“Your carrots look really good,” my mom said as she looked out my kitchen window. Ah yes, two lacy green rows of baby carrot tops all in a straight row – nice and thick.
“Yes, I bought my seeds from the local hardware store,” I said. “Only paid fifty-two cents for a half scoop of seeds. That’s a quarter of the price I would pay for a seed packet and four times the amount of seeds; so I planted them really thick.”
If she looked out today, she’s say with alarm, “What happen to your carrots?”
Today, I thinned my carrots, because I’ve learned that if they are too close together, there will be no room for the carrot to grow. Now maybe it’s the Bambi Syndrome, but I hate pulling up those tiny little carrots and discarding them! Murderer! It’s not their fault that I planted them so thick.
While thinning them I need to make the decision as to which one stays and which one goes. It’s not always the biggest plants that stay. I just need to have a row of well-spaced carrot plants when I’m finished; so any plant that is too close to another, no matter how big, good, or healthy, has to go!
I couldn’t help thinking that our lives are a lot like those rows of carrots. So many good things press into our schedules, often keeping us away from what is really important. As born-again believers, what is most important? Being a good worker, or being a godly worker? Raising good kids, or raising godly kids? Having a great marriage, or having a godly marriage?
Good things make good kids. For example, dance lessons are a good thing; soccer is a good thing, Girl Scouts, Boy Scouts, 4-H, family reunions, camping, skating, working… these are all good things. They can build character into our children and can build strong families, but when anything gets in the way of godly “things” like church attendance, our personal or family devotions or prayer time, then that good thing must go. Our lives may look great – lots of green tops, but when the harvest time comes, will there be a carrot? Will there be any fruit for Jesus? Do I need to “pull out” some of the good things to make room for the godly things?
“Yea, but you don’t understand. Susie would die if I pulled her out of softball and said that she had to go to Wednesday night Children’s Club at church.”
Well, here’s the deal. I KNOW that I MUST pull those good carrots out to get fruit, so even though I hate doing it, I did it because I wanted the fruit at harvest time. The real question for you is, what kind of fruit do you want in your children’s lives and can you accomplish that with your present schedule? Too often we are fooled into thinking that we’ll get the desired result of godly children even though we don’t do what God requires. And, at the risk of being too harsh, the problem goes a bit deeper – as adults, our hearts are not really “panting” after God as the deer thirsts for water. Can we really drink of the Word without being under the preaching of the Word or without reading the Word?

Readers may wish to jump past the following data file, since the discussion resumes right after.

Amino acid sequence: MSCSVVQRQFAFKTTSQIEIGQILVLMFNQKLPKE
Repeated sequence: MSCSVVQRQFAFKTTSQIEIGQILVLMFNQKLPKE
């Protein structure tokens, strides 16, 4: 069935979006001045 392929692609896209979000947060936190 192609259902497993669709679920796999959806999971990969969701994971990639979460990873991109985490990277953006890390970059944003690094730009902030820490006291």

I love growing root plants. It’s so exciting to think about what’s happening under the ground! About six weeks from now, I’ll be out there brushing the dirt away from the tops of the carrots to see if there’s any orange coming!
As we raise our children or walk our own path of sanctification, I think we should do the same check: brush away the “cover-ups” that we may create, the false impressions that we are giving, and take an honest hard look at what’s happening under the “dirt.” Man sees the outside, but God sees the heart. He knows what’s truly in the garden of our hearts and in the garden of our children’s hearts. When Judgment Day arrives, will any of us regret any decision we made to draw our families closer to God? I seriously doubt it!
As the hart panteth after the water brooks, so panteth my soul after thee, O God. Psalm 42:1
2 thoughts on “Too Much Green in My Garden?”
Wanda, I couldn’t agree with you more about prioritizing faith events over sports. Two of my teens have purposely chosen attending our church youth group over other things. My oldest teen is the only that has rejected faith (for now). I’m in good company, though, as our own pastor and his wife are still praying and waiting for their children to return to Christ. I can’t take any credit for my own salvation or for my children’s. But I will pray for all three of them as long as I have breath.
Blessings ~ Wendy ❀
Our youngest son attended public school (the other two were homeschooled and then attended Christian school where my husband was administrator), and faced the choices of youth group or sports. If we can help them to see life though spiritual eyes, it’s really a no-brainer; however, I realize that’s a tall order for teens (even adults at times!). God chooses the path for our children, often directed by the choices they have made, but never far from His loving hand! “He leadeth me – Oh blessed thought!”